Comment by D — 2011 February 4 @ 07:28 |

Our high school does not provide mechanisms for transfer of unaccredited classes. They routinely transfer credit from other high schools, from the community college, and from the university.

The mechanism we are planning to use is called “challenging a course,” and provides credit for the course being challenged. Usually the challenge consists of the final exam in the course (at least for math courses, where such an evaluation is a reasonable assessment method). We have already used the mechanism once—my son challenged the 9th grade “core” health course, since he had just had a similar course in 8th grade and didn’t think he could sit through another one. He only got a B on the test (they asked some questions that indicated that they had not updated their curriculum in a while, like the ratio of breaths to compressions in CPR), but he was willing to take the hit on his GPA to avoid the tedium.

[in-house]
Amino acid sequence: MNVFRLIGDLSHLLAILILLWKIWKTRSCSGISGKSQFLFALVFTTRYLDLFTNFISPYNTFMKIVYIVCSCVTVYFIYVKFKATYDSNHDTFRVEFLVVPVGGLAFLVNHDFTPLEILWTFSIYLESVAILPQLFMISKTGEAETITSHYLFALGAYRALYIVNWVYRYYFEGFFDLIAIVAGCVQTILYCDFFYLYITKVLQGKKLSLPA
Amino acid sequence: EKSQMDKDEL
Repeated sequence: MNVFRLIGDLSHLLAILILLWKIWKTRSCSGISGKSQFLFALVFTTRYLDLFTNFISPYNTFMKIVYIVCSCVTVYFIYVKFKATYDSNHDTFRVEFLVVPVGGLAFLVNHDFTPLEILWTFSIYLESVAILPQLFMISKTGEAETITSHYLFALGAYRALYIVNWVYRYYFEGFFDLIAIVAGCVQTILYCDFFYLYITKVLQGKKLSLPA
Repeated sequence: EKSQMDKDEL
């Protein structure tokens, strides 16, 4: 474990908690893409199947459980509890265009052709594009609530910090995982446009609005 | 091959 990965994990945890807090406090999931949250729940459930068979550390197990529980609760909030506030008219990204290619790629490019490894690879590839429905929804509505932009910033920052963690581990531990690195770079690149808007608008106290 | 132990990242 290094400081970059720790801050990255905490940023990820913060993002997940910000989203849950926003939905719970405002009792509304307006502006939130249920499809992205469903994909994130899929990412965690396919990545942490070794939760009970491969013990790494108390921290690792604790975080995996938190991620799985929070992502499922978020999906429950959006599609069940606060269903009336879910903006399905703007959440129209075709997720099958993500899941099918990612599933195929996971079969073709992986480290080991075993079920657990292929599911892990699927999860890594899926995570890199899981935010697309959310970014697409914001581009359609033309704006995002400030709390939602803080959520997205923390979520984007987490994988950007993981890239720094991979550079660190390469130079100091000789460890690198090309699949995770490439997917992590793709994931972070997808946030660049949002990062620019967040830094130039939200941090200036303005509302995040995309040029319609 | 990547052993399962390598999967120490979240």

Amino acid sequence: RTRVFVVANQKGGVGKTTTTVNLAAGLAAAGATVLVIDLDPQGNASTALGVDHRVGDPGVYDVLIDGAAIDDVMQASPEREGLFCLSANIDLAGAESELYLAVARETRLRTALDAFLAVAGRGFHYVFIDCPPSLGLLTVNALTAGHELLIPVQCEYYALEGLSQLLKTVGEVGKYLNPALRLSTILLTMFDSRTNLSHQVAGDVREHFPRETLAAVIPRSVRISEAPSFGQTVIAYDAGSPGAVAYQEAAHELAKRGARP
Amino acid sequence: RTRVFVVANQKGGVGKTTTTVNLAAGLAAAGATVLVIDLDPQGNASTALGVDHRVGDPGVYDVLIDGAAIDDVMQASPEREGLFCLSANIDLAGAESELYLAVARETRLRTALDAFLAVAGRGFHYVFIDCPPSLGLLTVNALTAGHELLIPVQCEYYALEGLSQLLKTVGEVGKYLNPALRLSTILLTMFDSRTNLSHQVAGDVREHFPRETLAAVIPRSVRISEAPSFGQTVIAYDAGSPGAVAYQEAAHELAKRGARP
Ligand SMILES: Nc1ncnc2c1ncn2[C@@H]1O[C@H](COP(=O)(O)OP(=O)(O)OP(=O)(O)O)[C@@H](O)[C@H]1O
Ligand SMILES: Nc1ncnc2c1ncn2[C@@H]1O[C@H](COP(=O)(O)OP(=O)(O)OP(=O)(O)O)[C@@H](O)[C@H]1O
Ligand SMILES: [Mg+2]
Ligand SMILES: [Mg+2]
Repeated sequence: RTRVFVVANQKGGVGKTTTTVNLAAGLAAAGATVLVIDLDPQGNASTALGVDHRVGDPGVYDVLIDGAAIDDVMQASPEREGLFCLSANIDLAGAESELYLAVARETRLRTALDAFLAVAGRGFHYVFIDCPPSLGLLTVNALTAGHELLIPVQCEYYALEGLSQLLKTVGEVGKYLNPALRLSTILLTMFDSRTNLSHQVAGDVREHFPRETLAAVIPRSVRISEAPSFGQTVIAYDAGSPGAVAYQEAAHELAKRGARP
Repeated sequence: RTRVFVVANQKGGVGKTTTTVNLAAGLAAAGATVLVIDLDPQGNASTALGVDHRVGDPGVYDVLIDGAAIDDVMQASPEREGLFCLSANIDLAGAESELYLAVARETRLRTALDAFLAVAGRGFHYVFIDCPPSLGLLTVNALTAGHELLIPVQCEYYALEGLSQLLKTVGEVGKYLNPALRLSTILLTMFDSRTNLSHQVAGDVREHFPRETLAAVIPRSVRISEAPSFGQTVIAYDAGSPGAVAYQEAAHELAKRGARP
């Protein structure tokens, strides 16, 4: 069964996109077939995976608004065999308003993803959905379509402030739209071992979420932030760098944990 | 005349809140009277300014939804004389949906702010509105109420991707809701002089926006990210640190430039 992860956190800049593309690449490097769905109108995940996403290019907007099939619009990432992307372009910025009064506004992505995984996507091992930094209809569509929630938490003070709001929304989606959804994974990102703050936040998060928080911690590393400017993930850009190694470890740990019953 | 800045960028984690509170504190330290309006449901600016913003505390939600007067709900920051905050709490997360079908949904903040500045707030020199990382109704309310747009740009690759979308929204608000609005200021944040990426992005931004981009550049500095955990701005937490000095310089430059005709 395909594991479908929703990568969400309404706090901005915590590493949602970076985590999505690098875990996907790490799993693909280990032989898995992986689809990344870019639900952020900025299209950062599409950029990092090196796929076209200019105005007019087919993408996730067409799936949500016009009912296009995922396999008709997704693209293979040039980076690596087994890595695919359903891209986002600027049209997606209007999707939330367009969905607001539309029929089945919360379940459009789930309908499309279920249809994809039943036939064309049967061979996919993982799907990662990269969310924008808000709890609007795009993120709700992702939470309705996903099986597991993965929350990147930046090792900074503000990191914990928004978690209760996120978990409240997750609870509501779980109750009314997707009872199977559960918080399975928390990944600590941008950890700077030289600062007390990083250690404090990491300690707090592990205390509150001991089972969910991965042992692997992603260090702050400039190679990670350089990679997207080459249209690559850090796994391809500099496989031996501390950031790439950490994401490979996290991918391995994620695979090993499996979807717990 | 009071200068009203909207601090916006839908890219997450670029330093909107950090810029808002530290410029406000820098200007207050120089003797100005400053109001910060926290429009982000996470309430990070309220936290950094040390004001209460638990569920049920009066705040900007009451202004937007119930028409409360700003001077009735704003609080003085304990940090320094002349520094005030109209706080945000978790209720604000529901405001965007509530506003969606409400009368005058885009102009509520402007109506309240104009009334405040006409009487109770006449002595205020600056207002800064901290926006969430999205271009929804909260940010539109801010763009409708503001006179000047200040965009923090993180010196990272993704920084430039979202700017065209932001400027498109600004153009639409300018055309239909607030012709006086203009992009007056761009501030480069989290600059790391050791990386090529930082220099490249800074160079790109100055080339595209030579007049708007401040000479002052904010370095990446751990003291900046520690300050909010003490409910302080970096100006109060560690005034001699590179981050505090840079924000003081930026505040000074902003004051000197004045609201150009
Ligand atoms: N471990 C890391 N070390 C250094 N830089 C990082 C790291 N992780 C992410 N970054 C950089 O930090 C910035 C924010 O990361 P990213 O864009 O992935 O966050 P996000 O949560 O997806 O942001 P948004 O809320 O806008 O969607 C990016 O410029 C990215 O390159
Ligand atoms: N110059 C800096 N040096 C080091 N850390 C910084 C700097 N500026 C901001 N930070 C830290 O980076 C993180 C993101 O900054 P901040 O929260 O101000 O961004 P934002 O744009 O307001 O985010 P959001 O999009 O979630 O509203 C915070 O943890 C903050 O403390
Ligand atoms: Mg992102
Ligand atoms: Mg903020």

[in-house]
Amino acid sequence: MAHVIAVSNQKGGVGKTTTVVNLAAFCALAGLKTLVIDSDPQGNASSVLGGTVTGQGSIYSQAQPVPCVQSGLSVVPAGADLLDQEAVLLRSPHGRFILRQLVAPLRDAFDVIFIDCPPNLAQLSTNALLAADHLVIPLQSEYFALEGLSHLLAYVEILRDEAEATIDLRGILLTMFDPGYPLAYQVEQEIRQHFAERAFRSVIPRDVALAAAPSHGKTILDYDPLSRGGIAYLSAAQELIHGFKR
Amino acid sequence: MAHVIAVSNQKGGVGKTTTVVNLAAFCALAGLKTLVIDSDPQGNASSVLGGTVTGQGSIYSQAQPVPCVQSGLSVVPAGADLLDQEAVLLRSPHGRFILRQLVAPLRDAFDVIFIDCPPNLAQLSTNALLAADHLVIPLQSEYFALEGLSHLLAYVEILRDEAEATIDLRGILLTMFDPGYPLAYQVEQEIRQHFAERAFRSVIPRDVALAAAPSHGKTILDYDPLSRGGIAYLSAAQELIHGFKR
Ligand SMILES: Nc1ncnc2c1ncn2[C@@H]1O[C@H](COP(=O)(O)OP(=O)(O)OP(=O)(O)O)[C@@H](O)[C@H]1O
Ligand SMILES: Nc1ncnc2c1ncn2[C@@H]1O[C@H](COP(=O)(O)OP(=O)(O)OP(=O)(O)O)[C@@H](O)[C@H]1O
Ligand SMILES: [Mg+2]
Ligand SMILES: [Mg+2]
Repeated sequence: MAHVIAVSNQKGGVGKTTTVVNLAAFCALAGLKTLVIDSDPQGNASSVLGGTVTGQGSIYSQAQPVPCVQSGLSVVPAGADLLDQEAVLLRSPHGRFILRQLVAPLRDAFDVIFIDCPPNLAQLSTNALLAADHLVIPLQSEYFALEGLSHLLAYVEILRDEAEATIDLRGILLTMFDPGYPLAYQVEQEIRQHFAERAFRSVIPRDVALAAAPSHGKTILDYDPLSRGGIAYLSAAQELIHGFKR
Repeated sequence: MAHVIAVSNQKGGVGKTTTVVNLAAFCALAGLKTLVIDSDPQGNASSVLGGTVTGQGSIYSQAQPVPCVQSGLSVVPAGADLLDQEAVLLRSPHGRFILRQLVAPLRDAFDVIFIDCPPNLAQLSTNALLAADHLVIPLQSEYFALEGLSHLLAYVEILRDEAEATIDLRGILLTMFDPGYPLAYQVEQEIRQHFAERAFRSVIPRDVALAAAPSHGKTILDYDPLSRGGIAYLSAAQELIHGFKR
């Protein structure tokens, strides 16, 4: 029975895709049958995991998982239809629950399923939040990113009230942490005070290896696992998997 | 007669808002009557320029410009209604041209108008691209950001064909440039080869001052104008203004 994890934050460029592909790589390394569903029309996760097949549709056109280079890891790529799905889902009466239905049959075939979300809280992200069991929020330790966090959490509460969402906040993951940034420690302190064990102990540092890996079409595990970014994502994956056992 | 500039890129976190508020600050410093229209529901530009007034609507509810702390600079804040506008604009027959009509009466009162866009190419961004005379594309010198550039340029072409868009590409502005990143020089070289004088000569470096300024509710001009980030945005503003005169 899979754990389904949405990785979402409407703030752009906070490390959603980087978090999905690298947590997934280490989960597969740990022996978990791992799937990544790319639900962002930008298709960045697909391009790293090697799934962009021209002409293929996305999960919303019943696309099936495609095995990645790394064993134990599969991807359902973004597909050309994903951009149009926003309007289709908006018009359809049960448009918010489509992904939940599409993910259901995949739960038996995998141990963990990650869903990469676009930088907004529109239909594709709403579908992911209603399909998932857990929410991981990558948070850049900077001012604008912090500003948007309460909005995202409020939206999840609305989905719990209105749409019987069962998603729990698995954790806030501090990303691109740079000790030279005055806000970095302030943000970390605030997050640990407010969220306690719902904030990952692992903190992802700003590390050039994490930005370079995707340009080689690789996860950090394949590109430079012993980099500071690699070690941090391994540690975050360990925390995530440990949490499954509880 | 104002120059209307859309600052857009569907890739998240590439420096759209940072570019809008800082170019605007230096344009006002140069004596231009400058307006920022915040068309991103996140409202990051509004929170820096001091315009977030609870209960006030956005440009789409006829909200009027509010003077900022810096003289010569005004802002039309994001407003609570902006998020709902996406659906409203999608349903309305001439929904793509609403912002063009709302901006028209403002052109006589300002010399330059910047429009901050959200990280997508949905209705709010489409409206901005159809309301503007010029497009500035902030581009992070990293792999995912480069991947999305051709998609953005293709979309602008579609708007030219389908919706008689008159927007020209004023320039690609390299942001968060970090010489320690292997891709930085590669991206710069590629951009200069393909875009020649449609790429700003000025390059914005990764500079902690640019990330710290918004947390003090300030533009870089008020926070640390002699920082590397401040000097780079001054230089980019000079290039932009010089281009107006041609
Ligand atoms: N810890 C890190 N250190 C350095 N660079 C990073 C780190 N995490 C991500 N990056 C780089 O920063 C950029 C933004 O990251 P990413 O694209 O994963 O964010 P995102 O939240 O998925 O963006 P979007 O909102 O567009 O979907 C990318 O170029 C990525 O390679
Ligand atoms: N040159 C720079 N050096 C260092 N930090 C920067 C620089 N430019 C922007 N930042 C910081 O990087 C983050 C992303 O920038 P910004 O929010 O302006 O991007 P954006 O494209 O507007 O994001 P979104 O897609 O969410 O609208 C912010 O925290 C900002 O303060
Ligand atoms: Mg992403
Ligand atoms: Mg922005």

Comment by gasstationwithoutpumps — 2011 February 4 @ 10:45 |

FWIW, this is precisely what we encountered with my elder, a mathy kid. She ended up replacing precalc with AoPS trig and complex numbers (since renamed Precalculus) and officially taking a study hall for the first class of the day (with “late arrival” so she could arrive for second period instead of 1st). We did have to work out a way for her to still graduate had she remained in that school, even though we knew she was transferring at that point. There was only 6 weeks in an entire year that she hadn’t already mastered.